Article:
both as a patient and a researcher. So he’s probably twice as busy. Let’s go have a drink. – Yes, let’s go have a drink.
– Okay. – Let’s go. Where should we go?
– Come on. Dr. Kang, you should understand him. Guys have trouble
doing multiple things at once. He’s right. On top of that,
he’s working on a huge project. It won’t be easy for him
to contact you every day. Yes, of course. – That’s practically impossible.
– Exactly. That’s enough. Don’t stop me. I personally think men and women… need to be like cats
when it comes to love. Cats know how to make you
feel desperate. They’re different from puppies
who are always just focused on you. Are you calling my sister a puppy? Did you just compare her to a dog? – No, that’s not what I meant.
– Are you saying she’s wrong… for giving him
unconditional attention? Why are you taking it out on me? – I like puppies too.
– Forget it. I don’t want to hear
another word from you men. Let’s drink, Si Young. I guess I’ll never be number one… to Dr. Cha. Stop crying. Don’t cry. His patients always came first. And now, he’s more focused
on his research. That mean jerk. Yes, he’s a mean jerk.
What a mean jerk. Don’t cry. Si Young, just forget about him. How can I forget about him? I can’t forget about him. Si Young, let’s go. (3 years later) “Suspected to have
acute appendicitis”. Who did this? Me. You tried your best. You should either be able
to diagnose or treat a patient. Or at least have some experience
for goodness’ sake. You’re a second-year resident. The best you could think of
was acute appendicitis? I told you that you’re not
in school anymore. The patients aren’t here
so you could practice on them. “You did a great job
for a resident.” If that’s the kind of compliment
you want to hear, – just go back to school!
– Respond to her. – We’ll try harder!
– We’ll try harder! This is so frustrating! You guys are unbelievable.
Get out of my way. Hey. What was her nickname again? – Crazy Kang.
– “Crazy Kang”? Crazy Kang Si Young. Excuse me. It’s been a while. Have you been well? Yes. (Anesthesiologist Kang Si Young) Are you a first-year fellow now? Yes. Congratulations. I saw your research results. It passed the first round
of clinical trials, right? Thanks. How is your health? It’s become a lot better. I’m fine now. I’m relieved. When did you get back to Korea? About a year ago. Why are you here, by the way? What are you doing here
at this hospital? Hello. Okay. I’ll be right there. I have to go see a patient. Sure, go ahead. (Hospice and Palliative Care Center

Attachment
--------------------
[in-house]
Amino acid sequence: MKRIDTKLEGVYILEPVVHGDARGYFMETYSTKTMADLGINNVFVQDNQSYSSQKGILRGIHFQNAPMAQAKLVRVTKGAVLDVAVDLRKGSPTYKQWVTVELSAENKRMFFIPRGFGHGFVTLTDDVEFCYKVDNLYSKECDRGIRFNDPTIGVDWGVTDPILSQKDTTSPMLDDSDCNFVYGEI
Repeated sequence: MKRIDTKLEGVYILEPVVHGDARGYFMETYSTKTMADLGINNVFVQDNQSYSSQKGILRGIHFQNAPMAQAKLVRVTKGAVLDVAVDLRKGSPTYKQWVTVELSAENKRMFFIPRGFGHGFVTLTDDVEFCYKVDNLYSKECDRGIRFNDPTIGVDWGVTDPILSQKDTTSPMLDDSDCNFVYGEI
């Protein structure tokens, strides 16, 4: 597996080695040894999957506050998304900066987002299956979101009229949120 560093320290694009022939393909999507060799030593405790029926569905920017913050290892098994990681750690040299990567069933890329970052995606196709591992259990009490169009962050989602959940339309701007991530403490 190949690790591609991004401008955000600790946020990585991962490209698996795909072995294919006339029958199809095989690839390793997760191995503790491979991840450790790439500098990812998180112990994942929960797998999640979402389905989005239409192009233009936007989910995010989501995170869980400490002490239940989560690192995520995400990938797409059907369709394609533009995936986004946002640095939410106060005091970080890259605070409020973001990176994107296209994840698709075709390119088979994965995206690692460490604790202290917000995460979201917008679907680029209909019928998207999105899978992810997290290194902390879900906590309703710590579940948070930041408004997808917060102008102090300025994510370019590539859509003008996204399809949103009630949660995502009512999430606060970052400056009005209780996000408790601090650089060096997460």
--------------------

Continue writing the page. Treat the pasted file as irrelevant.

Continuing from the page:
Establishment and Management Plans) (Objectives and Significance
of the Center) – Hospice care?
– Yes. We have only 20 beds
for hospice care at the moment. I’d like to expand it… into a hospice and palliative care
center for terminal patients. Terminal patients cannot be cured.
We can only sustain their state. And? It’s not a nursing hospital. It won’t help
the hospital’s finance either. Do we really need to provide
hospice care for terminal patients? Our goal as doctors
and a hospital… should not just be to cure diseases. We should try to improve the quality
of life for our patients as well. Death does not happen in a moment.
It is a process. It is also our task… to help patients
in their dying process. I completely agree
with Chairwoman Min. So far, we’ve been sending
patients home when we feel… there’s nothing more we can do. Now we’ll be able
to feel less guilty. I think it’s a good idea. It’s a difficult
and unprofitable business. Why is she pushing ahead with it? Exactly. Chairwoman Min tends to be
too reckless. Tae Kyung, Dr. Cha is here. – I know. Tell him to come see me.
– Okay. What’s wrong? I’m sorry I’m late. What’s the problem? She was treated by me, and she’s
suddenly having bad abdominal pain. Analgesics won’t work. The pain is gone now. – Pardon?
– Why? Are you okay now? Yes. Didn’t I tell you? One moment the pain is killing me,
the next I’m fine. Big news!
You’re not going to believe it! Sorry. Dr. Lee.
There’s no family history… of convulsive disease. Her echocardiogram,
lung and abdomen X-rays, and CT scans show
no abnormalities either. – Well…
– We’re doing… a gastroscopy and a colonoscopy
this afternoon. As we found
no abnormalities last time, we’ll do a fecal
immunochemical test… and also a stool culture this time. What is it, Dr. Heo?
What have you been trying to say? The thing is, Dr. Cha is